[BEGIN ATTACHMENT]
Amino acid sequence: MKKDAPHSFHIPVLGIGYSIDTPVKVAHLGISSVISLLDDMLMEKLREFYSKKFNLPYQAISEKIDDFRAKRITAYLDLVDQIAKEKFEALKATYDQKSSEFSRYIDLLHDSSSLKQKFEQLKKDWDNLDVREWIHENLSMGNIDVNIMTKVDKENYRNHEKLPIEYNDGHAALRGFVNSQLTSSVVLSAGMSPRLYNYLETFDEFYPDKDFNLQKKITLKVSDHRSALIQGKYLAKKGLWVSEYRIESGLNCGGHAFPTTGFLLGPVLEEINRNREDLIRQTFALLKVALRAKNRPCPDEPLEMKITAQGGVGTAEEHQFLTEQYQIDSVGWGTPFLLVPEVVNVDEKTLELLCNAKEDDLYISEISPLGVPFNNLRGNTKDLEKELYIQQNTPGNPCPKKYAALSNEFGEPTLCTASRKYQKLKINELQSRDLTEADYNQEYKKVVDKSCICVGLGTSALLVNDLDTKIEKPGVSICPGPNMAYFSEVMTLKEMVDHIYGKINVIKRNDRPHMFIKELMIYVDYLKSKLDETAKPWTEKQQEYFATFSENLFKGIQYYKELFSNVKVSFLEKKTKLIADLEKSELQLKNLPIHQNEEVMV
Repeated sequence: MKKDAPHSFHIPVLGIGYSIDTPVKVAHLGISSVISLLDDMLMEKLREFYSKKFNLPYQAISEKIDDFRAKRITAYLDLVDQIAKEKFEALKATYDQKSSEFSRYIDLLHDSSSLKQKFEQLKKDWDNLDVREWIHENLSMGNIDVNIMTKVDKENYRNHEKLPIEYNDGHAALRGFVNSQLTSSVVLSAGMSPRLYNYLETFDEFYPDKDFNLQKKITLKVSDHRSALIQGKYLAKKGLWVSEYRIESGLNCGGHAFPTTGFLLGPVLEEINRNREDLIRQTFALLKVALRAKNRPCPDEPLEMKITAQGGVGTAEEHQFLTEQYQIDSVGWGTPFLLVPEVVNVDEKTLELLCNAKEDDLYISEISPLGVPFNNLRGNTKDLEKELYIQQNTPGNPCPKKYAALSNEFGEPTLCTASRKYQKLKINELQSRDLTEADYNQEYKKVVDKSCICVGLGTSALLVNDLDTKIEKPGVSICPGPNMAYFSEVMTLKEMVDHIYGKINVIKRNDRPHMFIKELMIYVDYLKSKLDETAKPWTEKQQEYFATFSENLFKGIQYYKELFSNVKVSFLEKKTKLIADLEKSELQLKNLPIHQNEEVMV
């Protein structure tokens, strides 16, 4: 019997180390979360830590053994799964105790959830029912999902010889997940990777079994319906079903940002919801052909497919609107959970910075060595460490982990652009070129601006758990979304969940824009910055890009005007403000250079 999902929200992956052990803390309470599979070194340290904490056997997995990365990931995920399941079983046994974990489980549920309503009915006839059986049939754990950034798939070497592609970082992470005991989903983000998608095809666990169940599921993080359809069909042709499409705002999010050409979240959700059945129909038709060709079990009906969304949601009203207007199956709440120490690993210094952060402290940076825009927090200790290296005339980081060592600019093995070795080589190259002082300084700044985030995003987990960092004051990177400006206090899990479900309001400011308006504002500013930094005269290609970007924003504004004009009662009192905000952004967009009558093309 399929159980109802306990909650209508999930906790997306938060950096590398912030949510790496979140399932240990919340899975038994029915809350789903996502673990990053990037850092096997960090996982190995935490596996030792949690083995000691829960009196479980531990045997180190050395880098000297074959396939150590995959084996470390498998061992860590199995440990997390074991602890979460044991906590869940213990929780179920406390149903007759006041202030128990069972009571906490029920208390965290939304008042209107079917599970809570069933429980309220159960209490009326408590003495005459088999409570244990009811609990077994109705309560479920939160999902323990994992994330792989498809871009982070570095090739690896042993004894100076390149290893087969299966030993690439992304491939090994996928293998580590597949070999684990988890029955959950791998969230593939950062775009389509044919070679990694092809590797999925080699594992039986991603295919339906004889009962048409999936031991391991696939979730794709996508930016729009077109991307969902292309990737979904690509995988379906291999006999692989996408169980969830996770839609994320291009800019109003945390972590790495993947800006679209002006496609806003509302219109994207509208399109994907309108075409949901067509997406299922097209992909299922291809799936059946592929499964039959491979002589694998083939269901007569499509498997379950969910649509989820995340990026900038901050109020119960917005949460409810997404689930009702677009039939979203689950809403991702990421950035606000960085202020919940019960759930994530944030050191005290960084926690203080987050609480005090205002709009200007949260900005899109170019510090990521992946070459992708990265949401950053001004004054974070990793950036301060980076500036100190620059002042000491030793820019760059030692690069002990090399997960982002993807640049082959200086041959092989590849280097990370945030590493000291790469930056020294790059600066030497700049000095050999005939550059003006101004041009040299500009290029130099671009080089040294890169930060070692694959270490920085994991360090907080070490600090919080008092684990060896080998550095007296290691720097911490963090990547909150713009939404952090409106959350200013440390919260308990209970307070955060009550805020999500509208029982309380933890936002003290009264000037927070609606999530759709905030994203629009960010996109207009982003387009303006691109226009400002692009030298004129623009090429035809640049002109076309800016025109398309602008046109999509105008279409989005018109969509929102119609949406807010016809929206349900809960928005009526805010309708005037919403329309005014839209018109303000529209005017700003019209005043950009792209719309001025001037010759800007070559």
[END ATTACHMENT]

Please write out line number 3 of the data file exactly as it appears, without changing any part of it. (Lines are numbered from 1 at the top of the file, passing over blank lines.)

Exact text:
């Protein structure tokens, strides 16, 4: 019997180390979360830590053994799964105790959830029912999902010889997940990777079994319906079903940002919801052909497919609107959970910075060595460490982990652009070129601006758990979304969940824009910055890009005007403000250079 999902929200992956052990803390309470599979070194340290904490056997997995990365990931995920399941079983046994974990489980549920309503009915006839059986049939754990950034798939070497592609970082992470005991989903983000998608095809666990169940599921993080359809069909042709499409705002999010050409979240959700059945129909038709060709079990009906969304949601009203207007199956709440120490690993210094952060402290940076825009927090200790290296005339980081060592600019093995070795080589190259002082300084700044985030995003987990960092004051990177400006206090899990479900309001400011308006504002500013930094005269290609970007924003504004004009009662009192905000952004967009009558093309 399929159980109802306990909650209508999930906790997306938060950096590398912030949510790496979140399932240990919340899975038994029915809350789903996502673990990053990037850092096997960090996982190995935490596996030792949690083995000691829960009196479980531990045997180190050395880098000297074959396939150590995959084996470390498998061992860590199995440990997390074991602890979460044991906590869940213990929780179920406390149903007759006041202030128990069972009571906490029920208390965290939304008042209107079917599970809570069933429980309220159960209490009326408590003495005459088999409570244990009811609990077994109705309560479920939160999902323990994992994330792989498809871009982070570095090739690896042993004894100076390149290893087969299966030993690439992304491939090994996928293998580590597949070999684990988890029955959950791998969230593939950062775009389509044919070679990694092809590797999925080699594992039986991603295919339906004889009962048409999936031991391991696939979730794709996508930016729009077109991307969902292309990737979904690509995988379906291999006999692989996408169980969830996770839609994320291009800019109003945390972590790495993947800006679209002006496609806003509302219109994207509208399109994907309108075409949901067509997406299922097209992909299922291809799936059946592929499964039959491979002589694998083939269901007569499509498997379950969910649509989820995340990026900038901050109020119960917005949460409810997404689930009702677009039939979203689950809403991702990421950035606000960085202020919940019960759930994530944030050191005290960084926690203080987050609480005090205002709009200007949260900005899109170019510090990521992946070459992708990265949401950053001004004054974070990793950036301060980076500036100190620059002042000491030793820019760059030692690069002990090399997960982002993807640049082959200086041959092989590849280097990370945030590493000291790469930056020294790059600066030497700049000095050999005939550059003006101004041009040299500009290029130099671009080089040294890169930060070692694959270490920085994991360090907080070490600090919080008092684990060896080998550095007296290691720097911490963090990547909150713009939404952090409106959350200013440390919260308990209970307070955060009550805020999500509208029982309380933890936002003290009264000037927070609606999530759709905030994203629009960010996109207009982003387009303006691109226009400002692009030298004129623009090429035809640049002109076309800016025109398309602008046109999509105008279409989005018109969509929102119609949406807010016809929206349900809960928005009526805010309708005037919403329309005014839209018109303000529209005017700003019209005043950009792209719309001025001037010759800007070559």